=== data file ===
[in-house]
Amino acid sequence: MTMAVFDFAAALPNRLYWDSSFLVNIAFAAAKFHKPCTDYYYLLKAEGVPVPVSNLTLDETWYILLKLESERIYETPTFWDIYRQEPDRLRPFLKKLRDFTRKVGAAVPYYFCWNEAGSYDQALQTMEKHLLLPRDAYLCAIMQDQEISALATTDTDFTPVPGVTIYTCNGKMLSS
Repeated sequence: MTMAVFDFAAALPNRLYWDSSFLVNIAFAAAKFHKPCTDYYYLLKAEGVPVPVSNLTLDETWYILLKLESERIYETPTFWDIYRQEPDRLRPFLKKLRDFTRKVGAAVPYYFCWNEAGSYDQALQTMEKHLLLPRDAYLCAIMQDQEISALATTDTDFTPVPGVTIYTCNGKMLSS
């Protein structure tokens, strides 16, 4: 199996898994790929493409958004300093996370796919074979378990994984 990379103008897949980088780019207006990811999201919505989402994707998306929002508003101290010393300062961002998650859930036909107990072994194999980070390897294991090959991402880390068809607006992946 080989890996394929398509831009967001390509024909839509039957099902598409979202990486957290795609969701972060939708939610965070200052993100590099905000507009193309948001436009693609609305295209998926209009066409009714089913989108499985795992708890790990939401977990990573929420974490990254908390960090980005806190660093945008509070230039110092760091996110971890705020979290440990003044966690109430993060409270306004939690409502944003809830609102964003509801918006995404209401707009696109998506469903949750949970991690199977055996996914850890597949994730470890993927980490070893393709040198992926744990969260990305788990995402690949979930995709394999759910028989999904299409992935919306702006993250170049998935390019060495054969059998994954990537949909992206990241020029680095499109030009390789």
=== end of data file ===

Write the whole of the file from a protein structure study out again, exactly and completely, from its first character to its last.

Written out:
[in-house]
Amino acid sequence: MTMAVFDFAAALPNRLYWDSSFLVNIAFAAAKFHKPCTDYYYLLKAEGVPVPVSNLTLDETWYILLKLESERIYETPTFWDIYRQEPDRLRPFLKKLRDFTRKVGAAVPYYFCWNEAGSYDQALQTMEKHLLLPRDAYLCAIMQDQEISALATTDTDFTPVPGVTIYTCNGKMLSS
Repeated sequence: MTMAVFDFAAALPNRLYWDSSFLVNIAFAAAKFHKPCTDYYYLLKAEGVPVPVSNLTLDETWYILLKLESERIYETPTFWDIYRQEPDRLRPFLKKLRDFTRKVGAAVPYYFCWNEAGSYDQALQTMEKHLLLPRDAYLCAIMQDQEISALATTDTDFTPVPGVTIYTCNGKMLSS
């Protein structure tokens, strides 16, 4: 199996898994790929493409958004300093996370796919074979378990994984 990379103008897949980088780019207006990811999201919505989402994707998306929002508003101290010393300062961002998650859930036909107990072994194999980070390897294991090959991402880390068809607006992946 080989890996394929398509831009967001390509024909839509039957099902598409979202990486957290795609969701972060939708939610965070200052993100590099905000507009193309948001436009693609609305295209998926209009066409009714089913989108499985795992708890790990939401977990990573929420974490990254908390960090980005806190660093945008509070230039110092760091996110971890705020979290440990003044966690109430993060409270306004939690409502944003809830609102964003509801918006995404209401707009696109998506469903949750949970991690199977055996996914850890597949994730470890993927980490070893393709040198992926744990969260990305788990995402690949979930995709394999759910028989999904299409992935919306702006993250170049998935390019060495054969059998994954990537949909992206990241020029680095499109030009390789």